If you’re new to photography, you’ve probably heard the term depth of field and wondered what it means and how it can help you take better pictures. Whether you are into portrait, landscape, sports, wedding, or other forms of photography, depth of field is an important concept you have to understand. It’s not complicated to understand and can become one of your best tools in photography.
Depth of field (DOF) refers to the range of distance within a scene that is considerably sharp. There are scientific ways to explain DOF, but I will not try to bore you. I will use simple layman’s terms to explain what it is and how you can use it to your advantage to produce stunning pictures.
Deep Depth of Field
Have you ever seen landscape pictures that are sharp across the entire scene? This is deep depth of field. Deep DOF means the range of distance within a scene that is sharp covers a wider depth in the scene.
Deep DOF is important when taking pictures of landscapes, as you want all details from the foreground through to the background in the scene to be reasonably sharp. It is also important when taking group shots, as you do not want anybody in the picture to be out of focus.
To achieve deep depth of field, use a small aperture (lens opening), such as f/22.
Shallow Depth of Field
When you’re shooting portraits, you want your subject to be really sharp and stand out in the picture. You can achieve this effect by using a shallow depth of field. Shallow DOF means the range of distance within a scene that is sharp is small, covering a smaller depth in the scene. This results in a picture that is only sharp at the focused subject while the foreground and background are blurred.
Shallow DOF is important when taking portraits as you only want the subject to be sharp and stand out in the picture, free from other distractions in the picture. It is also important for taking macros or close up pictures of small objects, as you want them to be really sharp since they are small. Shallow DOF allows your pictures to have some depth to it, giving it a three dimension effect.
To achieve shallow depth of field, use a large aperture (lens opening), such as f/1.8.
Factors that Influence Depth of Field
Aperture. This is the most obvious factor that will determine how DOF affects the outcome of your pictures. A small aperture value (e.g. f/1.8), will create a shallow DOF in your picture, while a large aperture value (e.g. f/22), will create a deep DOF in your picture.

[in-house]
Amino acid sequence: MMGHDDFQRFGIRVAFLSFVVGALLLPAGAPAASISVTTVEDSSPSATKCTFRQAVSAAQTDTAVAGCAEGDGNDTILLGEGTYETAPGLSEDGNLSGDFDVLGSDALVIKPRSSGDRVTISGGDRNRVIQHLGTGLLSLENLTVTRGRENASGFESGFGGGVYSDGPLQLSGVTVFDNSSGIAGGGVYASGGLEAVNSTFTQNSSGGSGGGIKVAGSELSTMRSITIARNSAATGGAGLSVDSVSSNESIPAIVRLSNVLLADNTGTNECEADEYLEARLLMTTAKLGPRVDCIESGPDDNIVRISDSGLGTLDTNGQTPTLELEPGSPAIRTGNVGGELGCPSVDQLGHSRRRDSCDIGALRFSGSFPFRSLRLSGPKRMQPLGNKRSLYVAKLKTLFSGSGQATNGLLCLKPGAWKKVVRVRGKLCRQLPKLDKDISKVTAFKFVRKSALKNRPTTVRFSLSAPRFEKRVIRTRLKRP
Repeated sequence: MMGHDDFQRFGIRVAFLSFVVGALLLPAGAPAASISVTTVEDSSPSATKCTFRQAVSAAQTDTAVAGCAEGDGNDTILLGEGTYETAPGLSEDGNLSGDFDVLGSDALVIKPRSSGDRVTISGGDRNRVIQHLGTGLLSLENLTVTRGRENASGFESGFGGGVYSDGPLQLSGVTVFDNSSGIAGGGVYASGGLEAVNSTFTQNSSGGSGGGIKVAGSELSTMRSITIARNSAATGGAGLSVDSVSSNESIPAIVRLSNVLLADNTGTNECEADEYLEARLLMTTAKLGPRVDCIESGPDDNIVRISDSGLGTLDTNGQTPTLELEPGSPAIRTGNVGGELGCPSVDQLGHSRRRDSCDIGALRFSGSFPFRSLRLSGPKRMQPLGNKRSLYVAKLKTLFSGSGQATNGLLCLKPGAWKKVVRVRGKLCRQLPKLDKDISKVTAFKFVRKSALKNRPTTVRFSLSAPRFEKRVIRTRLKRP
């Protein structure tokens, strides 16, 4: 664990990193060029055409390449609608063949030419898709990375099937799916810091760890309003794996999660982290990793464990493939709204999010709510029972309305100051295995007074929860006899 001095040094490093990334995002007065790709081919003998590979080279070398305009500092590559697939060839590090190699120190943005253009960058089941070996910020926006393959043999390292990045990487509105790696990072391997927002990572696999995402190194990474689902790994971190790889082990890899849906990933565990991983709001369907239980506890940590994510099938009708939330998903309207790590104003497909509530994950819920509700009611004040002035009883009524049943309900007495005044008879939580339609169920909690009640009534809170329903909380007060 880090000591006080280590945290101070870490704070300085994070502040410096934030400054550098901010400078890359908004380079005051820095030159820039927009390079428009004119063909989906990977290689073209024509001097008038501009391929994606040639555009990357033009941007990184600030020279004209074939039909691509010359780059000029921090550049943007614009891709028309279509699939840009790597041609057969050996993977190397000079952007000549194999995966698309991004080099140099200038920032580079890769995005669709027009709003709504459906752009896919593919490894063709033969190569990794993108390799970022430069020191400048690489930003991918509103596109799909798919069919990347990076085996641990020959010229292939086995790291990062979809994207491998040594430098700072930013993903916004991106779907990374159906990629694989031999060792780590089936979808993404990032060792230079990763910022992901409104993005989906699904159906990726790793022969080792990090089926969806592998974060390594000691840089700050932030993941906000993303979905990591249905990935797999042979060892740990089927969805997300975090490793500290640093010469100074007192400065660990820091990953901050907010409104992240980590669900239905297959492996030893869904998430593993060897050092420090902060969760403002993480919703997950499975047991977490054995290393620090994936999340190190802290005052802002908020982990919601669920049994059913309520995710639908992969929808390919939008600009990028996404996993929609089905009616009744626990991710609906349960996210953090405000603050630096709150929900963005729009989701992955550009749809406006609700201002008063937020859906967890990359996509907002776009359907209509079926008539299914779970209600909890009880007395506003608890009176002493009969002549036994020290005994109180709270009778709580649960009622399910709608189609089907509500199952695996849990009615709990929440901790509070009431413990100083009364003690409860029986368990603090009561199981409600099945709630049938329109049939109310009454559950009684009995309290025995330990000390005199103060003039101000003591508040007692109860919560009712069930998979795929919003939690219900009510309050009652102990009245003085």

Distance to Subject. The closer you are to your subject, the shallower the DOF, while the farther you are away from your subject, the deeper the DOF.
Focal Length. The longer the focal length you use, the shallower the DOF, given equal subject distance. Zooming will narrow the distance between you and your subject through the lens. As you already know from the distance factor, the closer you are to your subject, the shallower the DOF, regardless of whether you zoomed in or move in closer to the subject. The exact opposite applies when trying to achieve deeper DOF.
To sum it all up, use a low aperture value when taking portraits and macro. Ensure that the distance between you and your subject is close enough to compose your shot. You can close the distance by zooming your lens in or by walking closer to the subject. This creates a shallow depth of field in your picture.
As for landscapes and group shots, use a large aperture value. Ensure that you are not too close to your subjects. You can increase your distance by zooming your lens out or by walking a few steps back from your subjects. This creates a deep depth of field in your picture.
Depth of field is important and should be understood properly as it can help you to compose stunning pictures that has depth to it.
About the Author
Roy Lee is a freelance photographer, who specializes in wedding, portrait, and landscape photography.
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